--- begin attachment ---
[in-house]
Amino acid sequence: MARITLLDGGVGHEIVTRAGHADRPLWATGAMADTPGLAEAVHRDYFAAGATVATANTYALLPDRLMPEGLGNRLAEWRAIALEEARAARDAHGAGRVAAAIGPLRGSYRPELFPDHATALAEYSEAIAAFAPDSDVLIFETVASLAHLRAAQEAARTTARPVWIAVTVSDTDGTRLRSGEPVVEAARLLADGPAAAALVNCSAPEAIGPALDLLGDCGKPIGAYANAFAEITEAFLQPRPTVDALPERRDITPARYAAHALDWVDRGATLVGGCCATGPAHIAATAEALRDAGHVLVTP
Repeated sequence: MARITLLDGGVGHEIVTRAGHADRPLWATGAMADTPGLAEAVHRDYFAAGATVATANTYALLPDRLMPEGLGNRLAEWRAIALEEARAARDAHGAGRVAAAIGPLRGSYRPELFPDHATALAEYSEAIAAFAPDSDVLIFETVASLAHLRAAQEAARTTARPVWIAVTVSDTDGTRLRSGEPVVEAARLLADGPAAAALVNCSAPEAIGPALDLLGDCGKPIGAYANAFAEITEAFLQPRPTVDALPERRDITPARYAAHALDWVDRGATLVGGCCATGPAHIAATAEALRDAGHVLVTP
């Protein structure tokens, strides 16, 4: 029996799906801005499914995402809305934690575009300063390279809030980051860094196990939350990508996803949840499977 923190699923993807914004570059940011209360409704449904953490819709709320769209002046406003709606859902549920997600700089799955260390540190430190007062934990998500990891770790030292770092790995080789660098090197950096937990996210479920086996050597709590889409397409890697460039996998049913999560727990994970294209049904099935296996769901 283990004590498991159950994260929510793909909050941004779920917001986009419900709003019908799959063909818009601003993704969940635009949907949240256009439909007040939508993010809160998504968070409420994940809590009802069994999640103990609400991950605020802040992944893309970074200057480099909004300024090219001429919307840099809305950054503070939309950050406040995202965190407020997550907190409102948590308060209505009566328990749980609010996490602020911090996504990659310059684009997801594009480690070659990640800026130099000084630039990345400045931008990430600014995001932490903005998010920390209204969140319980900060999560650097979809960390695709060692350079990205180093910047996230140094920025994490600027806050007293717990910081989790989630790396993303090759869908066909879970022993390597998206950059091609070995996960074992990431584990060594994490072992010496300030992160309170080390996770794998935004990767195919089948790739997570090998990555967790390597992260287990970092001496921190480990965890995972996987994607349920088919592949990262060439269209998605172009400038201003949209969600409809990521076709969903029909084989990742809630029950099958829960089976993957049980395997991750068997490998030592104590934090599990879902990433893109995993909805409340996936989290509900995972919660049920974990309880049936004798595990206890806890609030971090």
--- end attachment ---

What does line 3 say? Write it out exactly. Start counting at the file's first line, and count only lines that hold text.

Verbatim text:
Repeated sequence: MARITLLDGGVGHEIVTRAGHADRPLWATGAMADTPGLAEAVHRDYFAAGATVATANTYALLPDRLMPEGLGNRLAEWRAIALEEARAARDAHGAGRVAAAIGPLRGSYRPELFPDHATALAEYSEAIAAFAPDSDVLIFETVASLAHLRAAQEAARTTARPVWIAVTVSDTDGTRLRSGEPVVEAARLLADGPAAAALVNCSAPEAIGPALDLLGDCGKPIGAYANAFAEITEAFLQPRPTVDALPERRDITPARYAAHALDWVDRGATLVGGCCATGPAHIAATAEALRDAGHVLVTP